Broken Toe Overview
If you think you have a broken toe, remember first that it could be a dislocated toe or a sprained toe. Your toes are composed of several small bones and one or more of these could be broken, sprained, dislocated or fractured, the broken toe symptoms section below gives you greater detail about what the problem likely is. Toe injuries are quite common and there is a wide array of toe injuries that can occur.
Broken toes are generally caused by trauma or injury but extended exposure to repetitive movements such as running, cycling or climbing can lead to toe fractures due to the stress continually placed on the toe. The symptoms range from swelling and toe deformity to extreme pain, stiffness and bruising. If the toe is actually broken, it is likely that you will have trouble walking. To avoid possible infections or long term damage, medical care should be sought if the toe is bleeding, going cold or numb (which can lead to a change in toe color to blue or grey).
To know where the toe is broken, a doctor or medical professional will likely take an x-ray to gain a better idea of what treatment is required. Severe injuries may need to the toe to be put back into place (reducing) or even require surgery, but many toe injuries can be handled with over-the-counter medication and home treatment or buddy-taping. Most broken toes are able to heal fully within six weeks.
Knowing the cause of your broken toe is important. The most likely cause as mentioned in the broken toe overview section is trauma and/or injury to the toe. Trauma to the foot can also cause toe injuries. If you are planning on seeing a toe doctor or looking for how to treat a broken toe know whether you stubbed or toe, tripped over something or whether the toe pain is a long terms symptom is of great value.
Medical professionals will be able to diagnose a broken toe much faster if you are able to pinpoint the location and explain the incidences leading up to your visit. If you are treating a broken toe at home, knowledge of the injury will help you heal and treat the broken toe symptoms much more efficiently. The big toes are commonly the toe injured. Dropping a heavy object or stubbing the joint can lead to broken bones a lot more easily than many people think.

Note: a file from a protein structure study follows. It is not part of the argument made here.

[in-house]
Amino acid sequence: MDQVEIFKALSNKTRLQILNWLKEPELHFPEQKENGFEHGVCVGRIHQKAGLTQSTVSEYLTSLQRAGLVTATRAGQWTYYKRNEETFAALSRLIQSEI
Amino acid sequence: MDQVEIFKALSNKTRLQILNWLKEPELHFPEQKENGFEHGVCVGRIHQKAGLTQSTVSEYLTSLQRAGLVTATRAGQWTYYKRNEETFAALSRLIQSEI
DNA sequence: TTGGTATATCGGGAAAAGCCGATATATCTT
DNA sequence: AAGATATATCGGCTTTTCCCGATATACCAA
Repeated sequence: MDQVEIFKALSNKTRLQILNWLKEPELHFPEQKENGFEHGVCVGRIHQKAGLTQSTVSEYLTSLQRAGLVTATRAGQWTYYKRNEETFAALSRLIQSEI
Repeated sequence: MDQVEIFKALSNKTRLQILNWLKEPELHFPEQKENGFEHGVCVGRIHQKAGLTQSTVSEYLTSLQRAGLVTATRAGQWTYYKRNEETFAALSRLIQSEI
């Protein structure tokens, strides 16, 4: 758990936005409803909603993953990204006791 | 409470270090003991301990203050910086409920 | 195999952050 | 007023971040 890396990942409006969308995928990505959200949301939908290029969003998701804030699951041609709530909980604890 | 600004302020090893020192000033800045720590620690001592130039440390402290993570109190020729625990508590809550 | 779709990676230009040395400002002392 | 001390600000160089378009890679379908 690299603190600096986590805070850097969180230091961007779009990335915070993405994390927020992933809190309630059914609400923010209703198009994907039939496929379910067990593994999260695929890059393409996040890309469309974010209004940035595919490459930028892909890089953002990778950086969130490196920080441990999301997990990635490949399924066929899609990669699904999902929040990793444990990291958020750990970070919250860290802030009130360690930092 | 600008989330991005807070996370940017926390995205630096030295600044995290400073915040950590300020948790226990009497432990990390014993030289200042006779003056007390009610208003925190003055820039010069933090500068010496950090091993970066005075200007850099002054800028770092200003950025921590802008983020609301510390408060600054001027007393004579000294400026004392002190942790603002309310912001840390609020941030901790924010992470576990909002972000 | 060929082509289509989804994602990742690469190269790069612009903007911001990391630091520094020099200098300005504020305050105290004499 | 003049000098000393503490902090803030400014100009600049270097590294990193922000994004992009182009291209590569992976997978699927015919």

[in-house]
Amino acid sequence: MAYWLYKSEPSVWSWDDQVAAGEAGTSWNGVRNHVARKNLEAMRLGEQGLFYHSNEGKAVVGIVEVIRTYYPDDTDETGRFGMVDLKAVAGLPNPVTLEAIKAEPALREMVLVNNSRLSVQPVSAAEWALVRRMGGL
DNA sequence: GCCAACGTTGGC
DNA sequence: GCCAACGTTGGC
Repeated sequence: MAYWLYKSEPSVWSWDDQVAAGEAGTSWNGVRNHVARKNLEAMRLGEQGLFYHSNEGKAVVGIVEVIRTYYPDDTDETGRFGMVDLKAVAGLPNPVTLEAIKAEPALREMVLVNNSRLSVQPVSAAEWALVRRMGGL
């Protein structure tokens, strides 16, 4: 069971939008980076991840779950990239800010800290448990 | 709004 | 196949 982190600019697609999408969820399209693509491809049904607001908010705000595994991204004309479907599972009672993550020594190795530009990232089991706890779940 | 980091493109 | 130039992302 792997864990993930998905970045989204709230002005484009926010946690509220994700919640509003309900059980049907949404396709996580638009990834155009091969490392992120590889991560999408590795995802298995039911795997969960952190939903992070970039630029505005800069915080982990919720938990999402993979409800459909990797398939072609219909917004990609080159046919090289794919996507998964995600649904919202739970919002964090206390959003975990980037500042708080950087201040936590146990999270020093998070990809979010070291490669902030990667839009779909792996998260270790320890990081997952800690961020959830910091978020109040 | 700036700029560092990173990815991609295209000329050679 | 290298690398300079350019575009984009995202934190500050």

Broken toe symptoms are far reaching and widespread. Although there are a few common elements that many people tend to recognize, everybody is different and no one quite feels pains the same way. Different bones may be broken and it’s important to know whether toe requires medical treatment or not. Some symptoms are universal, others are individual.
After you’ve injured your toe, the joint will swell, and become stiff. You’ll likely feel a range of toe pain from mild to severe. Bruising can often occur and you may notice that the toe does not appear ‘normal’ but instead may appear “deformed” or “bent” or out of place (a toe out of place may also be a dislocated toe). Putting any pressure on the toe such as pressure from walking will lead to an increase of pain. As previously mentioned the big toe is the most common toe to break and will be very noticeable at is bears the most of weight out of any toe while walking.
It is important to note that the smaller toes, especially the pinky toe may be broken but be as noticeable due to the lack of movement and pressure required by that particular toe. It is still vital to look for bruised skin and/or a bent and deformed appearance of the toe as well as to test for pain, swelling and stiffness. You want avoid broken toe complications that can arise out of neglecting to care for and treat a broken toe.
If you neglect to treat a broken toe, some more serious complications both immediate and long term can arise. Some of the immediate complications consist of:
Subungual Hematoma: This occurs when blood may pools underneath the toenail. The subungual hematoma must be drained if this complication arises and a doctor will actually make a small hole to drain the blood out. The injury can be very painful and the procedure can actually require the removal of the entire toenail depending on the size of the hematoma.